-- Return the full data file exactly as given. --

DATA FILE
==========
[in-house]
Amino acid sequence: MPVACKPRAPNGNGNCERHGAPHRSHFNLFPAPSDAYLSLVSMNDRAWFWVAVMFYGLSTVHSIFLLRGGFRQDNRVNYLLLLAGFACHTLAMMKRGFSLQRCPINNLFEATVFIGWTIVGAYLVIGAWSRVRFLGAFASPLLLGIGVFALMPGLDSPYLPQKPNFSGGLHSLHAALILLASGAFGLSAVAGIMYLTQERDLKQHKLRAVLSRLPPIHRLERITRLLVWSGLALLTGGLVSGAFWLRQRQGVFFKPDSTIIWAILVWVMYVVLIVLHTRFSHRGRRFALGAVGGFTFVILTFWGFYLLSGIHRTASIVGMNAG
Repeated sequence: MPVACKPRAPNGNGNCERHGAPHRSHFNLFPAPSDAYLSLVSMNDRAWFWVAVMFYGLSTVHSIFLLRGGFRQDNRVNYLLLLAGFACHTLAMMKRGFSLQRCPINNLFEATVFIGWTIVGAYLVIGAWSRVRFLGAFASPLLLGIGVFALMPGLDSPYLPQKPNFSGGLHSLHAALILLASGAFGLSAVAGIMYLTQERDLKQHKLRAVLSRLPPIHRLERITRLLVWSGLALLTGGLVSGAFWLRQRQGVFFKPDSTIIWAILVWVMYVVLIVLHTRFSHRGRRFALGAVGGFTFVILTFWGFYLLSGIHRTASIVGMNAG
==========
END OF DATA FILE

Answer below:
[in-house]
Amino acid sequence: MPVACKPRAPNGNGNCERHGAPHRSHFNLFPAPSDAYLSLVSMNDRAWFWVAVMFYGLSTVHSIFLLRGGFRQDNRVNYLLLLAGFACHTLAMMKRGFSLQRCPINNLFEATVFIGWTIVGAYLVIGAWSRVRFLGAFASPLLLGIGVFALMPGLDSPYLPQKPNFSGGLHSLHAALILLASGAFGLSAVAGIMYLTQERDLKQHKLRAVLSRLPPIHRLERITRLLVWSGLALLTGGLVSGAFWLRQRQGVFFKPDSTIIWAILVWVMYVVLIVLHTRFSHRGRRFALGAVGGFTFVILTFWGFYLLSGIHRTASIVGMNAG
Repeated sequence: MPVACKPRAPNGNGNCERHGAPHRSHFNLFPAPSDAYLSLVSMNDRAWFWVAVMFYGLSTVHSIFLLRGGFRQDNRVNYLLLLAGFACHTLAMMKRGFSLQRCPINNLFEATVFIGWTIVGAYLVIGAWSRVRFLGAFASPLLLGIGVFALMPGLDSPYLPQKPNFSGGLHSLHAALILLASGAFGLSAVAGIMYLTQERDLKQHKLRAVLSRLPPIHRLERITRLLVWSGLALLTGGLVSGAFWLRQRQGVFFKPDSTIIWAILVWVMYVVLIVLHTRFSHRGRRFALGAVGGFTFVILTFWGFYLLSGIHRTASIVGMNAG